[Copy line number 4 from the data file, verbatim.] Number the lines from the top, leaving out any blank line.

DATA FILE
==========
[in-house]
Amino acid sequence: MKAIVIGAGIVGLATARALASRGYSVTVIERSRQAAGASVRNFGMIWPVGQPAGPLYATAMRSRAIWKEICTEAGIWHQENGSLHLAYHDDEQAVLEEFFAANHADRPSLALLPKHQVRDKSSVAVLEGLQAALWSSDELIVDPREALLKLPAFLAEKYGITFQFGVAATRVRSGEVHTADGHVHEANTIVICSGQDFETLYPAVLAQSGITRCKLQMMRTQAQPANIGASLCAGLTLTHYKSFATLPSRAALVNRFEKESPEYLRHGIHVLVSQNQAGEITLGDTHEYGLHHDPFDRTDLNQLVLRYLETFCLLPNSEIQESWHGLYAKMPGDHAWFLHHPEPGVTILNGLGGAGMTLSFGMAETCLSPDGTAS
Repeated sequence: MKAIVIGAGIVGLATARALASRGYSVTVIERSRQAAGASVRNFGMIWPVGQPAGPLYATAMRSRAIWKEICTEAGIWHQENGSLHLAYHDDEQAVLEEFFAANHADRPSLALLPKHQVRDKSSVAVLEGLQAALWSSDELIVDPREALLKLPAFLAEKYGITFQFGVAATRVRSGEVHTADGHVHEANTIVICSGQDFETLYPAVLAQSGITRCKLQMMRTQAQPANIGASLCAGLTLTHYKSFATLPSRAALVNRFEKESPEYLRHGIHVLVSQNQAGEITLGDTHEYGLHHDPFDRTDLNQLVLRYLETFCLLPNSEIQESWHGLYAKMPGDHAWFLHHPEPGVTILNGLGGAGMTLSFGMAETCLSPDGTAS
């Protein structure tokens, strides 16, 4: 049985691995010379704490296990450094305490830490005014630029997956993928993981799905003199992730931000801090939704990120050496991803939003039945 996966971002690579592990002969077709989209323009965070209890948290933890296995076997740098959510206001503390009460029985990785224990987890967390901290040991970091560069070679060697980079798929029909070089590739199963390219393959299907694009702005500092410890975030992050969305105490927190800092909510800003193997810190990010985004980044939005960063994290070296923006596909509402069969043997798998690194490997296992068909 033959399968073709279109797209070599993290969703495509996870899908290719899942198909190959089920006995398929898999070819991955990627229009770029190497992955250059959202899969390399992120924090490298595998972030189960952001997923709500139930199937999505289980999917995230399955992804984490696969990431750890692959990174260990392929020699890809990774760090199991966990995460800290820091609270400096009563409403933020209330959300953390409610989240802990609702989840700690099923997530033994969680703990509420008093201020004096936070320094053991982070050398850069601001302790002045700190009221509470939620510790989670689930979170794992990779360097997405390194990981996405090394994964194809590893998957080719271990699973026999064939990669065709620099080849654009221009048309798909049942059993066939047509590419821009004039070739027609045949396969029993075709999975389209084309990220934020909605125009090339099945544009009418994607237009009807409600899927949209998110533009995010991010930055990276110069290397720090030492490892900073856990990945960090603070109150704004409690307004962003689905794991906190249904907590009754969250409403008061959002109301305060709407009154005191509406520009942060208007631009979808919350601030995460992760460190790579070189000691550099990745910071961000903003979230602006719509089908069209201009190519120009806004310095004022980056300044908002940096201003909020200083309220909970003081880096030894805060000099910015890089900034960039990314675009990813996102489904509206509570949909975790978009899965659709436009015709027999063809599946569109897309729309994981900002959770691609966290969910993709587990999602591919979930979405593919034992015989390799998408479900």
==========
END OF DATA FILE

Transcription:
């Protein structure tokens, strides 16, 4: 049985691995010379704490296990450094305490830490005014630029997956993928993981799905003199992730931000801090939704990120050496991803939003039945 996966971002690579592990002969077709989209323009965070209890948290933890296995076997740098959510206001503390009460029985990785224990987890967390901290040991970091560069070679060697980079798929029909070089590739199963390219393959299907694009702005500092410890975030992050969305105490927190800092909510800003193997810190990010985004980044939005960063994290070296923006596909509402069969043997798998690194490997296992068909 033959399968073709279109797209070599993290969703495509996870899908290719899942198909190959089920006995398929898999070819991955990627229009770029190497992955250059959202899969390399992120924090490298595998972030189960952001997923709500139930199937999505289980999917995230399955992804984490696969990431750890692959990174260990392929020699890809990774760090199991966990995460800290820091609270400096009563409403933020209330959300953390409610989240802990609702989840700690099923997530033994969680703990509420008093201020004096936070320094053991982070050398850069601001302790002045700190009221509470939620510790989670689930979170794992990779360097997405390194990981996405090394994964194809590893998957080719271990699973026999064939990669065709620099080849654009221009048309798909049942059993066939047509590419821009004039070739027609045949396969029993075709999975389209084309990220934020909605125009090339099945544009009418994607237009009807409600899927949209998110533009995010991010930055990276110069290397720090030492490892900073856990990945960090603070109150704004409690307004962003689905794991906190249904907590009754969250409403008061959002109301305060709407009154005191509406520009942060208007631009979808919350601030995460992760460190790579070189000691550099990745910071961000903003979230602006719509089908069209201009190519120009806004310095004022980056300044908002940096201003909020200083309220909970003081880096030894805060000099910015890089900034960039990314675009990813996102489904509206509570949909975790978009899965659709436009015709027999063809599946569109897309729309994981900002959770691609966290969910993709587990999602591919979930979405593919034992015989390799998408479900």